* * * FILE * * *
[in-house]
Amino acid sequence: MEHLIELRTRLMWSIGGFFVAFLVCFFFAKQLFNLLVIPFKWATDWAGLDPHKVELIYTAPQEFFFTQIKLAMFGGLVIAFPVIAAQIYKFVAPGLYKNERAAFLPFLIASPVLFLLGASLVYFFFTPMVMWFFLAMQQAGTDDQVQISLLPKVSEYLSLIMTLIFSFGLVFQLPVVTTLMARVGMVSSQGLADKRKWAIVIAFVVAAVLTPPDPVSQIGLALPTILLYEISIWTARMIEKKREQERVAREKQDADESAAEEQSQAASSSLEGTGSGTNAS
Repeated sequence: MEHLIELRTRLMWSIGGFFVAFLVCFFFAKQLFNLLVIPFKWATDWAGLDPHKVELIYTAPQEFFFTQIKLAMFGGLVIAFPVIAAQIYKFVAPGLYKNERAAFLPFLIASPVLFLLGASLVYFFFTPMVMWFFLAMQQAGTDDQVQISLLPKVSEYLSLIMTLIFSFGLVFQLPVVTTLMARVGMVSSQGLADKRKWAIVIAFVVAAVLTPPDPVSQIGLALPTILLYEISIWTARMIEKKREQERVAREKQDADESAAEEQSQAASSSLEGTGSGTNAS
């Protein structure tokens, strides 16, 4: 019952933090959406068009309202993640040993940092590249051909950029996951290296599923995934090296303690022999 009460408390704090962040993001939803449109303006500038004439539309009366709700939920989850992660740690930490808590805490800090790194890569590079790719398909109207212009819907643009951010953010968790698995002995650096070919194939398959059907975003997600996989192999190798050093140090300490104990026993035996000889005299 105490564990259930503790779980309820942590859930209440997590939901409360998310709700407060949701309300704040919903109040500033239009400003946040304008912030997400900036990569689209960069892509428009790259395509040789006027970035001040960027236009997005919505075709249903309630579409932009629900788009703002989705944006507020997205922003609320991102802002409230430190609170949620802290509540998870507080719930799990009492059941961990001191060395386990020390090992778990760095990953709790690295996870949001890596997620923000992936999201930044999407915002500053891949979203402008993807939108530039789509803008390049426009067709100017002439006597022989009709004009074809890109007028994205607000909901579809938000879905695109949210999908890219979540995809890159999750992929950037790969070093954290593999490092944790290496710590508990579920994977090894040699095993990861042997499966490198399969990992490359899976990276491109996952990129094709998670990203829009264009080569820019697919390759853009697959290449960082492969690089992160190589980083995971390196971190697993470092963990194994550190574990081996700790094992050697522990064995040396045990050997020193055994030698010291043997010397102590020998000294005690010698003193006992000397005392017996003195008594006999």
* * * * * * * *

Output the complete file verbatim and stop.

[in-house]
Amino acid sequence: MEHLIELRTRLMWSIGGFFVAFLVCFFFAKQLFNLLVIPFKWATDWAGLDPHKVELIYTAPQEFFFTQIKLAMFGGLVIAFPVIAAQIYKFVAPGLYKNERAAFLPFLIASPVLFLLGASLVYFFFTPMVMWFFLAMQQAGTDDQVQISLLPKVSEYLSLIMTLIFSFGLVFQLPVVTTLMARVGMVSSQGLADKRKWAIVIAFVVAAVLTPPDPVSQIGLALPTILLYEISIWTARMIEKKREQERVAREKQDADESAAEEQSQAASSSLEGTGSGTNAS
Repeated sequence: MEHLIELRTRLMWSIGGFFVAFLVCFFFAKQLFNLLVIPFKWATDWAGLDPHKVELIYTAPQEFFFTQIKLAMFGGLVIAFPVIAAQIYKFVAPGLYKNERAAFLPFLIASPVLFLLGASLVYFFFTPMVMWFFLAMQQAGTDDQVQISLLPKVSEYLSLIMTLIFSFGLVFQLPVVTTLMARVGMVSSQGLADKRKWAIVIAFVVAAVLTPPDPVSQIGLALPTILLYEISIWTARMIEKKREQERVAREKQDADESAAEEQSQAASSSLEGTGSGTNAS
């Protein structure tokens, strides 16, 4: 019952933090959406068009309202993640040993940092590249051909950029996951290296599923995934090296303690022999 009460408390704090962040993001939803449109303006500038004439539309009366709700939920989850992660740690930490808590805490800090790194890569590079790719398909109207212009819907643009951010953010968790698995002995650096070919194939398959059907975003997600996989192999190798050093140090300490104990026993035996000889005299 105490564990259930503790779980309820942590859930209440997590939901409360998310709700407060949701309300704040919903109040500033239009400003946040304008912030997400900036990569689209960069892509428009790259395509040789006027970035001040960027236009997005919505075709249903309630579409932009629900788009703002989705944006507020997205922003609320991102802002409230430190609170949620802290509540998870507080719930799990009492059941961990001191060395386990020390090992778990760095990953709790690295996870949001890596997620923000992936999201930044999407915002500053891949979203402008993807939108530039789509803008390049426009067709100017002439006597022989009709004009074809890109007028994205607000909901579809938000879905695109949210999908890219979540995809890159999750992929950037790969070093954290593999490092944790290496710590508990579920994977090894040699095993990861042997499966490198399969990992490359899976990276491109996952990129094709998670990203829009264009080569820019697919390759853009697959290449960082492969690089992160190589980083995971390196971190697993470092963990194994550190574990081996700790094992050697522990064995040396045990050997020193055994030698010291043997010397102590020998000294005690010698003193006992000397005392017996003195008594006999």